Wednesday, September 26, 2012

Traveling, Bonding, Airport Parties, and Other Such Matters

So it’s official. The time has come for the final stage of this adoption process. My head is in no way comprehending what I am writing, but my body is going through the motions. Maybe it will sink in when I have 13 solid hours of plane ride to do nothing other than think about it. 

I am going to TRY to keep this short{ish} and to the point. I have plenty of other things I should be doing (although with having 5 whole days to get ready, I’m not sure what to do with all this time!) but I wanted to share some thoughts on what the next phase of our life may look like.
We will be leaving Sunday. Dave will hopefully be joining us a week or so later, and at this point our return date is Oct. 16th (actual arrival in Dayton will be the 17th.) This date is subject to change if our paperwork isn’t completed in time. 

I have debated long in my mind about having an airport party. There are obvious reservations: we are going to be in the thick of learning to know the girls and establishing trust, trying to keep the transitions as unintimidating as possible, and already know we will need to be sensitive to Cy’s shy personality. However, our close friends and family have been so instrumental in the journey. Your prayers, gifts, encouragement, and constant support are all a very real part of caring for the fatherless, and specifically Cypress and Sami. And we want you to celebrate with us what God has done through your willingness to serve Him by blessing us and the girls. You are a very real part of these girls coming home to our family. So how can we not have a celebration on the day this dream becomes a reality? Plus we will likely go into isolation mode at least for several weeks when we arrive home, so this will be a brief chance for you all to see the girls and for me to give you hugs (which I will try to soak up as much comfort and strength from as I can get) before we “cocoon” for a while. So, all this to say, to our close family and friends, we invite you to welcome us home at the Dayton airport on the 17th (unless notified of a date change). However I do have a few requests: Less noise/balloons/flashes/applause is better. It is a celebration, and we don’t want to take that away, but the girls’ well-being is our primary concern. Also, I know this is so brutal to ask of you, (and I would be the first one to fail in this if I were on the giving side) but please don’t touch/hug/kiss /hold the two lovelies. I seriously feel so guilty asking this of you, but it really is for their best. More on that in a bit. So feel free to come and hug us, say hi to the girls, and shower as much love as you can without touching :)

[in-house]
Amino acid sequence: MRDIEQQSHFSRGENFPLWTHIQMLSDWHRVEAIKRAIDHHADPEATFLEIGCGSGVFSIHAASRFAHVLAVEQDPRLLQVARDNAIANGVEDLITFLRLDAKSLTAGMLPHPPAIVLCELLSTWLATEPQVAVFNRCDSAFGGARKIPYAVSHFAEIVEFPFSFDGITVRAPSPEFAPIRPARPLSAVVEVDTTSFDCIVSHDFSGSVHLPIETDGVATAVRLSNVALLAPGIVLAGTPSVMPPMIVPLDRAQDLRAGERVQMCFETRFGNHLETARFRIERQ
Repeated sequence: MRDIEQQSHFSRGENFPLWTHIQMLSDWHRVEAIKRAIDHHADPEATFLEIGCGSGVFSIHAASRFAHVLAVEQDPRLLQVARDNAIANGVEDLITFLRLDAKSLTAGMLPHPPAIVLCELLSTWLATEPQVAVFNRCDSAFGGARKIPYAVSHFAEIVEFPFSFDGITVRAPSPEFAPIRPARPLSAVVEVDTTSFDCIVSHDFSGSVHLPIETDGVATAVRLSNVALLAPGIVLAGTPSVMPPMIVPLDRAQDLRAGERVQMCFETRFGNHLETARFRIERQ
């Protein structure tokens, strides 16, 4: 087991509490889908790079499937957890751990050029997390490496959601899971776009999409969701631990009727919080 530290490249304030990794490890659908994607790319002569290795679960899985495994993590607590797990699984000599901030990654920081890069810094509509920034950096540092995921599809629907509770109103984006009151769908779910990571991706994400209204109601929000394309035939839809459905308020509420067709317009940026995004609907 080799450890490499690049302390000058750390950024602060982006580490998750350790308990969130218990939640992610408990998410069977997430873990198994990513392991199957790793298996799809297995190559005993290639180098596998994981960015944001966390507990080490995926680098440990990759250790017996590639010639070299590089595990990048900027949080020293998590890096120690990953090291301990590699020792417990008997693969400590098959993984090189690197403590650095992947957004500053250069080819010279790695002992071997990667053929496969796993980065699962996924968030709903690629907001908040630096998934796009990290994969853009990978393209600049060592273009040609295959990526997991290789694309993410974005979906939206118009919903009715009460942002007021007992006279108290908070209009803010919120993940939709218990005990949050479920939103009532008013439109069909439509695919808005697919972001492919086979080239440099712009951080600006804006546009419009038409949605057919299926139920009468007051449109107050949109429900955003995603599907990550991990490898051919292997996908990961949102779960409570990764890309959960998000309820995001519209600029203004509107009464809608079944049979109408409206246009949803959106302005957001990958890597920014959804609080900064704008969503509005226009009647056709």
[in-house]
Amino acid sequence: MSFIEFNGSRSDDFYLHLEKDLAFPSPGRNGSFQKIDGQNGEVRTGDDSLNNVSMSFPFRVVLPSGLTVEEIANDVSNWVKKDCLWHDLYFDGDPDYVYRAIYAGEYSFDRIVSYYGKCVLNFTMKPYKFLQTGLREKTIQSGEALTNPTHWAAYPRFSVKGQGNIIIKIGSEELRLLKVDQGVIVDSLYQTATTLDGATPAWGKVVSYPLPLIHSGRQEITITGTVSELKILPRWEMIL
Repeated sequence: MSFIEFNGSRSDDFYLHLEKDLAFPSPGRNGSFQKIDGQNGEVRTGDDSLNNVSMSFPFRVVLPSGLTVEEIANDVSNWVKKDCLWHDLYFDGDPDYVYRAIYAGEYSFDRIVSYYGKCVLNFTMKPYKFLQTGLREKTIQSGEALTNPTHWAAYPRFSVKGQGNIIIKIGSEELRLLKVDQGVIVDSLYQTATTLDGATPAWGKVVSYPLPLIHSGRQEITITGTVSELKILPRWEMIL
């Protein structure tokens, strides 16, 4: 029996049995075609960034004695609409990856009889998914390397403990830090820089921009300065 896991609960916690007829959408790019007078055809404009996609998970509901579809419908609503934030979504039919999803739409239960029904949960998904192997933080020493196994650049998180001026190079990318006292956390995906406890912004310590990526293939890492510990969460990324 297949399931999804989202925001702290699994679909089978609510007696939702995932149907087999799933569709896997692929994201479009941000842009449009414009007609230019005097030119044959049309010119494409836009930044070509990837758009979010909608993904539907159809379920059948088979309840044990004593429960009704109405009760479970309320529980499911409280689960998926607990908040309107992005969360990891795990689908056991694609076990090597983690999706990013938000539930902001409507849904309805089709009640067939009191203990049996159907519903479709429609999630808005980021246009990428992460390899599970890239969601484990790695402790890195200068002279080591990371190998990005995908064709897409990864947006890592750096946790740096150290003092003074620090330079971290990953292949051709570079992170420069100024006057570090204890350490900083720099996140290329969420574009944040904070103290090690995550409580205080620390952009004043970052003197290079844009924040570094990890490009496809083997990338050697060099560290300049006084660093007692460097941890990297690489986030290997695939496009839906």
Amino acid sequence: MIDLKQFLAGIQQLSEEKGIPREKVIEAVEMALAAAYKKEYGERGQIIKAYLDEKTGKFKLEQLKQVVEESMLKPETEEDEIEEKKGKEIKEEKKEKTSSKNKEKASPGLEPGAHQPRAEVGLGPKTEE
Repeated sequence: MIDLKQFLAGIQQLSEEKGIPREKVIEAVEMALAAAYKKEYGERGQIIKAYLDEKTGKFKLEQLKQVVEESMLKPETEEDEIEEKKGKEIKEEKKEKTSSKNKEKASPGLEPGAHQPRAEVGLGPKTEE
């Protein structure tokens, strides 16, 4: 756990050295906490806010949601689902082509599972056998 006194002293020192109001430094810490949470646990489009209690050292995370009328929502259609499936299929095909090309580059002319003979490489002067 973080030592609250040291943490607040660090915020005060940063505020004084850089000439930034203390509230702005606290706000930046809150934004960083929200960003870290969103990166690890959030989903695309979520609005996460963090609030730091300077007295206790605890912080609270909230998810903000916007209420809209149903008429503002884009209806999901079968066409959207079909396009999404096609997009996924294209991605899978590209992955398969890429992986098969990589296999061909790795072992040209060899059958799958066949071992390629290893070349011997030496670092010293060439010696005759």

Now to the game plan for once we are home. Most of you are familiar with the concept of taking time for attachment, and I’m so thankful for family and friends who desire to be informed and support us in a parenting style that will likely look different than most. Just to familiarize you a little more…we commonly use attachment/bonding interchangeably. Here is a quick differentiation between the two. Bonding: the love and warmth felt between a child and her parents. This sometimes happens immediately for the parents (as we feel it did for Dave and I) and sometimes can take weeks. Bonding is about sharing a loving relationship, and is very connected with physical touch. Attachment: learning to trust. It is the child learning to completely trust and have confidence in the parents meeting her needs and being a constant in her life. It is a more complex process and usually takes longer (months and sometimes years). For a better, more in depth look at bonding and attachment, please read this well written post about it.
So as we try to foster a loving, nurturing relationship with our girls and create an environment that helps them learn to trust Dave and I as their dependable parents who meet their needs, here are few things we hope to do:

  • ·         At least for the first 3 weeks, we will stick very close to home, limiting our outings to only necessities, and limiting our visitors to only immediate family. If you have a gift or food you would like to bring by, we would be so grateful, and I would be happy to meet you on the porch for a quick hug and a minute of adult conversation, but please don’t feel bad if I don’t invite you in or bring the girls out to meet you. In the time since they have lost their bio mother, they have had multiple care givers and people constantly coming and going in their lives. These first few weeks are critical for us to establish that we are their parents, that we will be the constant in their lives, and that we will meet their needs.